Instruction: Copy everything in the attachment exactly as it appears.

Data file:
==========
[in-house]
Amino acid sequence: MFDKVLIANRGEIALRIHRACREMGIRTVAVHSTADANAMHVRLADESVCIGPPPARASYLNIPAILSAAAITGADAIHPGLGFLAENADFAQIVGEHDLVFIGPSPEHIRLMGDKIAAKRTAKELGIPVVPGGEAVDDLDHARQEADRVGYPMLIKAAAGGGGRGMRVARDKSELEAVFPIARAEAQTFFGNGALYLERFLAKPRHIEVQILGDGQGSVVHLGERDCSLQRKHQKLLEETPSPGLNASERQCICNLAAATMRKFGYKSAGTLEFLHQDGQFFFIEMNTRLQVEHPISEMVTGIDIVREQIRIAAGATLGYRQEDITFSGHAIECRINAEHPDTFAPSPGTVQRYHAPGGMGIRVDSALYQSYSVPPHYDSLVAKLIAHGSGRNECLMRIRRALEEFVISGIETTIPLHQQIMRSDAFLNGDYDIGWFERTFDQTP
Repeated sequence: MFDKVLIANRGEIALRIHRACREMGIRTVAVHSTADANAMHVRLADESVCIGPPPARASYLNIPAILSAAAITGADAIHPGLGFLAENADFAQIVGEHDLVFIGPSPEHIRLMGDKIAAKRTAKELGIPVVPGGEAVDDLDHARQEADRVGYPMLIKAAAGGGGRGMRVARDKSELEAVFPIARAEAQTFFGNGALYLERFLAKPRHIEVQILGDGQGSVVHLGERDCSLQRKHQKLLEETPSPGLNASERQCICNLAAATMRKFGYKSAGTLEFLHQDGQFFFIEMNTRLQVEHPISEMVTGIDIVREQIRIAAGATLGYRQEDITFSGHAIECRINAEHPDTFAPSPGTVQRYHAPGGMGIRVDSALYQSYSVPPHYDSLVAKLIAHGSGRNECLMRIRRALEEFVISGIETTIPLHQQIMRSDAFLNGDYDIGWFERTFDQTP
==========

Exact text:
[in-house]
Amino acid sequence: MFDKVLIANRGEIALRIHRACREMGIRTVAVHSTADANAMHVRLADESVCIGPPPARASYLNIPAILSAAAITGADAIHPGLGFLAENADFAQIVGEHDLVFIGPSPEHIRLMGDKIAAKRTAKELGIPVVPGGEAVDDLDHARQEADRVGYPMLIKAAAGGGGRGMRVARDKSELEAVFPIARAEAQTFFGNGALYLERFLAKPRHIEVQILGDGQGSVVHLGERDCSLQRKHQKLLEETPSPGLNASERQCICNLAAATMRKFGYKSAGTLEFLHQDGQFFFIEMNTRLQVEHPISEMVTGIDIVREQIRIAAGATLGYRQEDITFSGHAIECRINAEHPDTFAPSPGTVQRYHAPGGMGIRVDSALYQSYSVPPHYDSLVAKLIAHGSGRNECLMRIRRALEEFVISGIETTIPLHQQIMRSDAFLNGDYDIGWFERTFDQTP
Repeated sequence: MFDKVLIANRGEIALRIHRACREMGIRTVAVHSTADANAMHVRLADESVCIGPPPARASYLNIPAILSAAAITGADAIHPGLGFLAENADFAQIVGEHDLVFIGPSPEHIRLMGDKIAAKRTAKELGIPVVPGGEAVDDLDHARQEADRVGYPMLIKAAAGGGGRGMRVARDKSELEAVFPIARAEAQTFFGNGALYLERFLAKPRHIEVQILGDGQGSVVHLGERDCSLQRKHQKLLEETPSPGLNASERQCICNLAAATMRKFGYKSAGTLEFLHQDGQFFFIEMNTRLQVEHPISEMVTGIDIVREQIRIAAGATLGYRQEDITFSGHAIECRINAEHPDTFAPSPGTVQRYHAPGGMGIRVDSALYQSYSVPPHYDSLVAKLIAHGSGRNECLMRIRRALEEFVISGIETTIPLHQQIMRSDAFLNGDYDIGWFERTFDQTP